I recently discussed how eyewear maker Warby Parker, which was founded just six years ago, became a unicorn start-up with a valuation of $1.2 billion. The company designed its own frames, sold them for less than $100, and initially sold its glasses online to avoid brick-and-mortar markups. It shipped five frames to customers to try on at home for free, and let them upload selfies to "virtually" try on glasses. The company also donates a pair of glasses to non-profit organizations for every pair purchased.

Images

Image source: Warby Parker.

Warby Parker was dramatically different from eyewear giant Luxottica (NYSE:LUX), which licenses big brands like Chanel and runs brick-and-mortar chains like LensCrafters. Warby's cheap and fashionable frames soon won the praise of Vogue, Elle, Esquire, and GQ -- which called the company the "Netflix of eyewear." That flattering coverage boosted Warby's profile, and it capitalized on that newfound fame by opening brick-and-mortar showrooms across the country. Between 2013 and 2015, Warby's annual revenue nearly tripled from $35 million to over $100 million.

That kind of growth has fueled speculation that the company might go public in the near future. But before we consider the possibilities of an IPO, we should recognize the company's main investors.

Who owns Warby Parker?

Warby Parker's list of 21 investors mainly includes venture capital firms like Spark Capital, General Catalyst, and First Round, which mainstream investors can't invest in. However, that list also includes two publicly traded companies, American Express (NYSE:AXP) and T. Rowe Price (NASDAQ:TROW).

American Express participated in its Series B funding in early 2013. Its total investment is unknown, but the round raised $41.5 million and valued the company at about $250 million. American Express' initial investment in Warby Parker has certainly appreciated, though it's still only a drop in the bucket in the context of America Express' projected sales of $32 billion in 2016.

Image

Image source: Warby Parker.

T. Rowe Price participated in the Series D round, which raised $100 million last year and boosted Warby's valuation to $1.2 billion. That investment hasn't appreciated as much as American Express', but it's notably one of five major Warby investors which also invested in Airbnb.

That doesn't mean that Warby will necessarily follow a similar growth trajectory as Airbnb, which is now valued at $25.5 billion, but it's still an encouraging vote of confidence. Four of Warby's investors also invested in Uber, which was worth $62.5 billion after its last round of funding.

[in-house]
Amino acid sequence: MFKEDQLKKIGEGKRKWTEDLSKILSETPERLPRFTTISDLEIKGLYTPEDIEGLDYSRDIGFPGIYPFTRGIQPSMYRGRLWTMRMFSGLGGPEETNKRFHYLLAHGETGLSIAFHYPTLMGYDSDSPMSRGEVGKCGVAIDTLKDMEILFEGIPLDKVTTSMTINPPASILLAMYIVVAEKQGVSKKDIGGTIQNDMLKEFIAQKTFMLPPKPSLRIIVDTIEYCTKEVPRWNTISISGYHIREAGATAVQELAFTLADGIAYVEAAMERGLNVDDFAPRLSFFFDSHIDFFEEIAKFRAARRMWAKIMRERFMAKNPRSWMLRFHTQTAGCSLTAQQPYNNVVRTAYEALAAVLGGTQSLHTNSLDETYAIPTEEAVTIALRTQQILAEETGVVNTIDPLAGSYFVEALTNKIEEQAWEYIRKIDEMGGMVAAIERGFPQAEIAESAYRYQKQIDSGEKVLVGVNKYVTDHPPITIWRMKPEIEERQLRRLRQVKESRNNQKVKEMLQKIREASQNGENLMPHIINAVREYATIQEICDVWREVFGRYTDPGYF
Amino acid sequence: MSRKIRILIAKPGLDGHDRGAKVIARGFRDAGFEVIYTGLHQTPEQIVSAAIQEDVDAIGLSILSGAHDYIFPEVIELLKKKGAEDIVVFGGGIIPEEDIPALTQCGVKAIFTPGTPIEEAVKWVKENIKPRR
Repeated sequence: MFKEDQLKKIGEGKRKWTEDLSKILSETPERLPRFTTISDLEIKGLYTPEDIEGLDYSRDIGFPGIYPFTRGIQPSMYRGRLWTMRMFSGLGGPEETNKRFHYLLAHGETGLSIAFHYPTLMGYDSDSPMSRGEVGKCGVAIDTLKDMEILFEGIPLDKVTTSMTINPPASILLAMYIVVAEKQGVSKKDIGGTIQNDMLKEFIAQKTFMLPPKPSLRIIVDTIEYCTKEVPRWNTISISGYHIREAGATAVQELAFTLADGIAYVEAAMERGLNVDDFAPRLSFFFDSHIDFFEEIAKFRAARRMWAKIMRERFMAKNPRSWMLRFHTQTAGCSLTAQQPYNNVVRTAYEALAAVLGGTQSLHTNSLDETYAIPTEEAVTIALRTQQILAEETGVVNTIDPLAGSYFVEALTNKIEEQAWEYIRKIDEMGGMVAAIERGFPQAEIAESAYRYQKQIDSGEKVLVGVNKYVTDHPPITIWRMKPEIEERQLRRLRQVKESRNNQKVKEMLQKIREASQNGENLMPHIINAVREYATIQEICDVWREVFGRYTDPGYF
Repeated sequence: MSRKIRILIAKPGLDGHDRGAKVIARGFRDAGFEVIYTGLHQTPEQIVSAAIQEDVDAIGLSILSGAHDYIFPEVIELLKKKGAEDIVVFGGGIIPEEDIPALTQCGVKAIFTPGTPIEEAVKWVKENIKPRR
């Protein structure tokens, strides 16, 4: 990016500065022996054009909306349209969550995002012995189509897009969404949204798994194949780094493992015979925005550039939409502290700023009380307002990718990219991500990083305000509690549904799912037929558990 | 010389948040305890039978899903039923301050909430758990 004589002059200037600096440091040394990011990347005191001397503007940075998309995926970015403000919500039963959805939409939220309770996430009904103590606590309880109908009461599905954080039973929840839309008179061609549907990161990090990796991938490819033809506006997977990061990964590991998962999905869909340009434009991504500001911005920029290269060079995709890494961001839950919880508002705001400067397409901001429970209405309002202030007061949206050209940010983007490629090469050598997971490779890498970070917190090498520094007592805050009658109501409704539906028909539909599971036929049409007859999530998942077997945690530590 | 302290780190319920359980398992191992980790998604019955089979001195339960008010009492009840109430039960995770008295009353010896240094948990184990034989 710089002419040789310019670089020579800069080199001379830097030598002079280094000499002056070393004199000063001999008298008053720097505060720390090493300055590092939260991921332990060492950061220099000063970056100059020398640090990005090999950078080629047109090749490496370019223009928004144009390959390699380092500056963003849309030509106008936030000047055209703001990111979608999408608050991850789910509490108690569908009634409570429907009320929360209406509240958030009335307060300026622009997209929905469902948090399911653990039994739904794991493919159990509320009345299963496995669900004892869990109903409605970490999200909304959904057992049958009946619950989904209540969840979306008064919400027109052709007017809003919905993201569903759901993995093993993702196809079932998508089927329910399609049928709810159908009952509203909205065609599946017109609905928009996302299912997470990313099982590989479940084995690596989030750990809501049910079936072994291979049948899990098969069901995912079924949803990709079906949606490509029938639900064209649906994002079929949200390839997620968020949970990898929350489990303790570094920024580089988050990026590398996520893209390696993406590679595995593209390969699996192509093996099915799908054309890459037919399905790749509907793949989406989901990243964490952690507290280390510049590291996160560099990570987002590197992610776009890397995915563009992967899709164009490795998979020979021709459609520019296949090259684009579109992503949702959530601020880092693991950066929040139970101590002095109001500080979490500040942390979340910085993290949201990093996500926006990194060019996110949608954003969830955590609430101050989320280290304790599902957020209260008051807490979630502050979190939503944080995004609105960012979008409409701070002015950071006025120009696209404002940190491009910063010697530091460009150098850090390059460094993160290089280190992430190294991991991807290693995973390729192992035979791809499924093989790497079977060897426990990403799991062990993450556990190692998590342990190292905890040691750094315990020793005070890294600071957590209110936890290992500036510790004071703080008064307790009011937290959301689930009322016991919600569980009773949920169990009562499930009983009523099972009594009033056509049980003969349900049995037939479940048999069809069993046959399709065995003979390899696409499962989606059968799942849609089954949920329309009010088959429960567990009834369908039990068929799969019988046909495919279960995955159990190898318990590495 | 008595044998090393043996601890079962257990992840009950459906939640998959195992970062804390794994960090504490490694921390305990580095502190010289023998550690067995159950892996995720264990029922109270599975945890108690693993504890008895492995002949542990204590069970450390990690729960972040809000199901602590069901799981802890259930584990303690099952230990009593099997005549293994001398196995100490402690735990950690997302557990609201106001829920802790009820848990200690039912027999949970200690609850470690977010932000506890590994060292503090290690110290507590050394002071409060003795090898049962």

Who are Warby Parker's partners?

Warby's rising profile has also attracted some big retail partners. Last August, the company signed its first national retail partnership with high-end department store chain Nordstrom. Its eyewear was included in a rotating "pop up" shop called Pop-In, which features collections curated by Olivia Kim, Nordstrom's director of creative products. Warby offered four exclusive new styles for that collection.

Back in 2013, Warby partnered with Alphabet's Google to create more fashionable frames for Google Glass. That partnership flopped after Google discontinued the maligned device, but it helped Warby gain more media attention.

Should Warby go public?

Last May, co-founder Neil Blumenthal told Inc that his company wasn't in a hurry to go public:

We believe that it's not intelligent to grow in the short-term at the expense of the long-term potential. For us it's all about wild, fast growth while maintaining awesome customer experiences.

That seems like a wise strategy for now, since Warby's $1.2 billion valuation values the company at 12 times its 2015 sales. By comparison, Luxottica has an EV/Sales ratio of just 2.5. Warby also isn't profitable, so investor pressure to cut costs and boost earnings could alter its business model and throttle its top-line growth.

The key takeaways

Warby Parker probably won't go public anytime soon, but investors should be familiar with its main investors and partners. Luxottica investors should also keep an eye on this little eyewear maker, which could eventually disrupt its dominance of the eyewear market with a new business model.

 

Suzanne Frey, an executive at Alphabet, is a member of The Motley Fool's board of directors. Leo Sun has no position in any stocks mentioned. The Motley Fool owns shares of and recommends Alphabet (A shares), Alphabet (C shares), and Netflix. The Motley Fool recommends American Express and Nordstrom. Try any of our Foolish newsletter services free for 30 days. We Fools may not all hold the same opinions, but we all believe that considering a diverse range of insights makes us better investors. The Motley Fool has a disclosure policy.